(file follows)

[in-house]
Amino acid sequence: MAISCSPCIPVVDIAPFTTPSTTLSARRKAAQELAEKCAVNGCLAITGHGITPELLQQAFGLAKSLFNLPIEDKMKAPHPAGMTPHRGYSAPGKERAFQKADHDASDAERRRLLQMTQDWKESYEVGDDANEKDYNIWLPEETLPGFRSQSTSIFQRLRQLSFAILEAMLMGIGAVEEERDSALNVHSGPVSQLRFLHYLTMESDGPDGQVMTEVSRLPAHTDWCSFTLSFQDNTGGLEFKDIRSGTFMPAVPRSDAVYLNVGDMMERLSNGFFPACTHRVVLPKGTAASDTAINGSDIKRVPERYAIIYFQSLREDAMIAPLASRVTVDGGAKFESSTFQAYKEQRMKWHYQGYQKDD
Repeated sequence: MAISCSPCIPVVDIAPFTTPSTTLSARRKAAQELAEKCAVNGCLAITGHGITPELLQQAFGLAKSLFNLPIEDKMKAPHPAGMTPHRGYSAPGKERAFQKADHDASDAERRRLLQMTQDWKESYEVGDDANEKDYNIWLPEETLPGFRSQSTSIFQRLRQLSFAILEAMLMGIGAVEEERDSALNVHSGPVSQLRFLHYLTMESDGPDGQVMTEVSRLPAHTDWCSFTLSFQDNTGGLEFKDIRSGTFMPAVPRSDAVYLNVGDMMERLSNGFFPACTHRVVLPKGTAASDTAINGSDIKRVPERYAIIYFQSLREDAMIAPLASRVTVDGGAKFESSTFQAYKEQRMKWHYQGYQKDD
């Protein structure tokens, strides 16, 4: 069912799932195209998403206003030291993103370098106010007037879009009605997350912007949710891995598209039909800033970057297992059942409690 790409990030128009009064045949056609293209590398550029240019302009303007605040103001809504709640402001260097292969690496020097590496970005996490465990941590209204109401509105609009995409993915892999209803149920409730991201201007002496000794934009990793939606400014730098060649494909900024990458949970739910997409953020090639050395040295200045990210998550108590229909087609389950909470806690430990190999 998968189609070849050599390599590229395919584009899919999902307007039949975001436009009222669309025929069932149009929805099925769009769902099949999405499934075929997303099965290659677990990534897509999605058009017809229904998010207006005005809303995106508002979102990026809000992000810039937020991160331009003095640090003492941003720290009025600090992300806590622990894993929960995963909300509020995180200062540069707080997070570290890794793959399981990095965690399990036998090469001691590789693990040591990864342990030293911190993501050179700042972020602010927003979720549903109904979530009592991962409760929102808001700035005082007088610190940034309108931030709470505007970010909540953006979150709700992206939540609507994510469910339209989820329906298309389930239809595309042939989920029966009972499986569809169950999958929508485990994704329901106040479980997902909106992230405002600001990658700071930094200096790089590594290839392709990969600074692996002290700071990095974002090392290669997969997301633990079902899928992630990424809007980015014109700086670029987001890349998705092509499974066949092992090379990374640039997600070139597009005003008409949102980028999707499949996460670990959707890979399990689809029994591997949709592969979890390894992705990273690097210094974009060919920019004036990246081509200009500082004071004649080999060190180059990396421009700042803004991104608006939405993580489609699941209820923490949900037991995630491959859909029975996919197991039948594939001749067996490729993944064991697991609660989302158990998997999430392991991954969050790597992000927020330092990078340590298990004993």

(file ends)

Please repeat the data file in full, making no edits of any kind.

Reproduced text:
[in-house]
Amino acid sequence: MAISCSPCIPVVDIAPFTTPSTTLSARRKAAQELAEKCAVNGCLAITGHGITPELLQQAFGLAKSLFNLPIEDKMKAPHPAGMTPHRGYSAPGKERAFQKADHDASDAERRRLLQMTQDWKESYEVGDDANEKDYNIWLPEETLPGFRSQSTSIFQRLRQLSFAILEAMLMGIGAVEEERDSALNVHSGPVSQLRFLHYLTMESDGPDGQVMTEVSRLPAHTDWCSFTLSFQDNTGGLEFKDIRSGTFMPAVPRSDAVYLNVGDMMERLSNGFFPACTHRVVLPKGTAASDTAINGSDIKRVPERYAIIYFQSLREDAMIAPLASRVTVDGGAKFESSTFQAYKEQRMKWHYQGYQKDD
Repeated sequence: MAISCSPCIPVVDIAPFTTPSTTLSARRKAAQELAEKCAVNGCLAITGHGITPELLQQAFGLAKSLFNLPIEDKMKAPHPAGMTPHRGYSAPGKERAFQKADHDASDAERRRLLQMTQDWKESYEVGDDANEKDYNIWLPEETLPGFRSQSTSIFQRLRQLSFAILEAMLMGIGAVEEERDSALNVHSGPVSQLRFLHYLTMESDGPDGQVMTEVSRLPAHTDWCSFTLSFQDNTGGLEFKDIRSGTFMPAVPRSDAVYLNVGDMMERLSNGFFPACTHRVVLPKGTAASDTAINGSDIKRVPERYAIIYFQSLREDAMIAPLASRVTVDGGAKFESSTFQAYKEQRMKWHYQGYQKDD
């Protein structure tokens, strides 16, 4: 069912799932195209998403206003030291993103370098106010007037879009009605997350912007949710891995598209039909800033970057297992059942409690 790409990030128009009064045949056609293209590398550029240019302009303007605040103001809504709640402001260097292969690496020097590496970005996490465990941590209204109401509105609009995409993915892999209803149920409730991201201007002496000794934009990793939606400014730098060649494909900024990458949970739910997409953020090639050395040295200045990210998550108590229909087609389950909470806690430990190999 998968189609070849050599390599590229395919584009899919999902307007039949975001436009009222669309025929069932149009929805099925769009769902099949999405499934075929997303099965290659677990990534897509999605058009017809229904998010207006005005809303995106508002979102990026809000992000810039937020991160331009003095640090003492941003720290009025600090992300806590622990894993929960995963909300509020995180200062540069707080997070570290890794793959399981990095965690399990036998090469001691590789693990040591990864342990030293911190993501050179700042972020602010927003979720549903109904979530009592991962409760929102808001700035005082007088610190940034309108931030709470505007970010909540953006979150709700992206939540609507994510469910339209989820329906298309389930239809595309042939989920029966009972499986569809169950999958929508485990994704329901106040479980997902909106992230405002600001990658700071930094200096790089590594290839392709990969600074692996002290700071990095974002090392290669997969997301633990079902899928992630990424809007980015014109700086670029987001890349998705092509499974066949092992090379990374640039997600070139597009005003008409949102980028999707499949996460670990959707890979399990689809029994591997949709592969979890390894992705990273690097210094974009060919920019004036990246081509200009500082004071004649080999060190180059990396421009700042803004991104608006939405993580489609699941209820923490949900037991995630491959859909029975996919197991039948594939001749067996490729993944064991697991609660989302158990998997999430392991991954969050790597992000927020330092990078340590298990004993």